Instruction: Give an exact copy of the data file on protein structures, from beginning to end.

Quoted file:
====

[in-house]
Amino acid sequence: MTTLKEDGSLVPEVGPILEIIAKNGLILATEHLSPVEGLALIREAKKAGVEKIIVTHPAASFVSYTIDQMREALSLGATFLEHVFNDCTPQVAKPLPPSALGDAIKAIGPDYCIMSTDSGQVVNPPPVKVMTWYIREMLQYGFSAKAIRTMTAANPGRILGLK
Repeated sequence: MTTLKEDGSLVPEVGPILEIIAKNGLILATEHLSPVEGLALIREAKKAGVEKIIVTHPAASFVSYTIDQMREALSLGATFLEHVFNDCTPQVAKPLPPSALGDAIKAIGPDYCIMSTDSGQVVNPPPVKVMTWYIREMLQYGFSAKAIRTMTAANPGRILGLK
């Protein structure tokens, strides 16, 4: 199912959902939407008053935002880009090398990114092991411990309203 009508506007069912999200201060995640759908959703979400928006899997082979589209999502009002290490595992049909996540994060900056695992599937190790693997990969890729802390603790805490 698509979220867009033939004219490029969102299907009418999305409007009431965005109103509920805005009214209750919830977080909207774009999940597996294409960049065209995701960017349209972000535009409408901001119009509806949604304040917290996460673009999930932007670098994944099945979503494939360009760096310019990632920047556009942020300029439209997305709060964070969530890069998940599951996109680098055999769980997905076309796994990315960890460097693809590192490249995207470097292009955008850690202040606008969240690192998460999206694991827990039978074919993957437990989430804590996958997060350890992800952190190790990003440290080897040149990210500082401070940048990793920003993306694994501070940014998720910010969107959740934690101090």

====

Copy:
[in-house]
Amino acid sequence: MTTLKEDGSLVPEVGPILEIIAKNGLILATEHLSPVEGLALIREAKKAGVEKIIVTHPAASFVSYTIDQMREALSLGATFLEHVFNDCTPQVAKPLPPSALGDAIKAIGPDYCIMSTDSGQVVNPPPVKVMTWYIREMLQYGFSAKAIRTMTAANPGRILGLK
Repeated sequence: MTTLKEDGSLVPEVGPILEIIAKNGLILATEHLSPVEGLALIREAKKAGVEKIIVTHPAASFVSYTIDQMREALSLGATFLEHVFNDCTPQVAKPLPPSALGDAIKAIGPDYCIMSTDSGQVVNPPPVKVMTWYIREMLQYGFSAKAIRTMTAANPGRILGLK
């Protein structure tokens, strides 16, 4: 199912959902939407008053935002880009090398990114092991411990309203 009508506007069912999200201060995640759908959703979400928006899997082979589209999502009002290490595992049909996540994060900056695992599937190790693997990969890729802390603790805490 698509979220867009033939004219490029969102299907009418999305409007009431965005109103509920805005009214209750919830977080909207774009999940597996294409960049065209995701960017349209972000535009409408901001119009509806949604304040917290996460673009999930932007670098994944099945979503494939360009760096310019990632920047556009942020300029439209997305709060964070969530890069998940599951996109680098055999769980997905076309796994990315960890460097693809590192490249995207470097292009955008850690202040606008969240690192998460999206694991827990039978074919993957437990989430804590996958997060350890992800952190190790990003440290080897040149990210500082401070940048990793920003993306694994501070940014998720910010969107959740934690101090």